Results: The highest accuracy of the classification model was obtained at the genus level of taxonomy (76.82%) and the third hierarchical level of KEGG pathways (70.95%). The second dataset's 18 MS samples (Miyake et al, PLoS ONE 10:0137429, 2015) and 18 self-reported healthy samples from the (McDonald et al, Msystems 3:00031-18, 2018) dataset were used to validate the developed classification model. The significance of this step is to show that the model is not overtrained for a specific dataset but can also be used on other independent datasets. Again, the highest classification model accuracy for both validating datasets combined was obtained at the genus level of taxonomy (70.98%) and third hierarchical level of KEGG pathways (67.24%). The accuracy of the independent set remained very relevant.

Conclusions: Our results demonstrate that the developed classification model provides a good tool that can be used to suggest the presence or absence of MS condition by collecting and analyzing gut microbiome samples. The accuracy of the model can be further increased by using sequencing methods that allow higher taxa resolution (i.e. shotgun metagenomic sequencing).

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Re: Focus on the gut-brain axis

Post by Petr75 » Sat Oct 31, 2020 12:35 am

2020 Oct 19
Department of Biomedical and Health Sciences, University of Vermont, Burlington,
Medical Systems Biology Group, Lübeck Institute of Experimental Dermatology, University of Lübeck, Germany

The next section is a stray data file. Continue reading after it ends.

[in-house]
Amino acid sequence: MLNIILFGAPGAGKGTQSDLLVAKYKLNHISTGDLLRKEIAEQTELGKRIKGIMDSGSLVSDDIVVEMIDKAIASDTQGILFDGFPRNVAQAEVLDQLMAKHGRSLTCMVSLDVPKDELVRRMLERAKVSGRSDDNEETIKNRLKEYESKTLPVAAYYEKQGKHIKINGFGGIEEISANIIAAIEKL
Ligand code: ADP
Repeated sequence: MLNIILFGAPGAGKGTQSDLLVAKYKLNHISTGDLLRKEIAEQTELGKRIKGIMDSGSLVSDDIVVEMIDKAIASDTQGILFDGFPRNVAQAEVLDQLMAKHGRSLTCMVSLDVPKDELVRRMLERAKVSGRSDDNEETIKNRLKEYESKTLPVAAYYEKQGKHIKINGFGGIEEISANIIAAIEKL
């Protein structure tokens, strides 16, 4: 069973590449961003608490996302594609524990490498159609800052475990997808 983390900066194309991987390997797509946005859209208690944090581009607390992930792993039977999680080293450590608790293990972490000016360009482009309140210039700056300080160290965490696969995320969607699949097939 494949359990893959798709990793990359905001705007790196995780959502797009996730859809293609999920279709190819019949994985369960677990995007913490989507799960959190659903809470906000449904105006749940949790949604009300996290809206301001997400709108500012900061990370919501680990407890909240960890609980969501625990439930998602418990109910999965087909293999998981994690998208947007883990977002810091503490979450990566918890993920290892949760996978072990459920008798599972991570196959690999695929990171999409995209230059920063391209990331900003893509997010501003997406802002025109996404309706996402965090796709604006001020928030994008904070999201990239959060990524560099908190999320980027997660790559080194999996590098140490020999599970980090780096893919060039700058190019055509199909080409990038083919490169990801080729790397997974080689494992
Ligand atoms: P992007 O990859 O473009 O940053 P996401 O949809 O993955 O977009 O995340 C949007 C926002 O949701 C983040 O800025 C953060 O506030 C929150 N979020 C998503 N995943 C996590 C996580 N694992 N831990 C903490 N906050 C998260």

Interactions between host genetics and gut microbiota determine susceptibility to CNS autoimmunity
https://pubmed.ncbi.nlm.nih.gov/33077601/

Abstract

Multiple sclerosis (MS) is an autoimmune disease of the central nervous system. The etiology of MS is multifactorial, with disease risk determined by genetics and environmental factors. An emerging risk factor for immune-mediated diseases is an imbalance in the gut microbiome. However, the identity of gut microbes associated with disease risk, their mechanisms of action, and the interactions with host genetics remain obscure. To address these questions, we utilized the principal autoimmune model of MS, experimental autoimmune encephalomyelitis (EAE), together with a genetically diverse mouse model representing 29 unique host genotypes, interrogated by microbiome sequencing and targeted microbiome manipulation. We identified specific gut bacteria and their metabolic functions associated with EAE susceptibility, implicating short-chain fatty acid metabolism as a key element conserved across multiple host genotypes. In parallel, we used a reductionist approach focused on two of the most disparate phenotypes identified in our screen. Manipulation of the gut microbiome by transplantation and cohousing demonstrated that transfer of these microbiomes into genetically identical hosts was sufficient to modulate EAE susceptibility and systemic metabolite profiles. Parallel bioinformatic approaches identified Lactobacillus reuteri as a commensal species unexpectedly associated with exacerbation of EAE in a genetically susceptible host, which was functionally confirmed by bacterial isolation and commensal colonization studies. These results reveal complex interactions between host genetics and gut microbiota modulating susceptibility to CNS autoimmunity, providing insights into microbiome-directed strategies aimed at lowering the risk for autoimmune disease and underscoring the need to consider host genetics and baseline gut microbiome composition.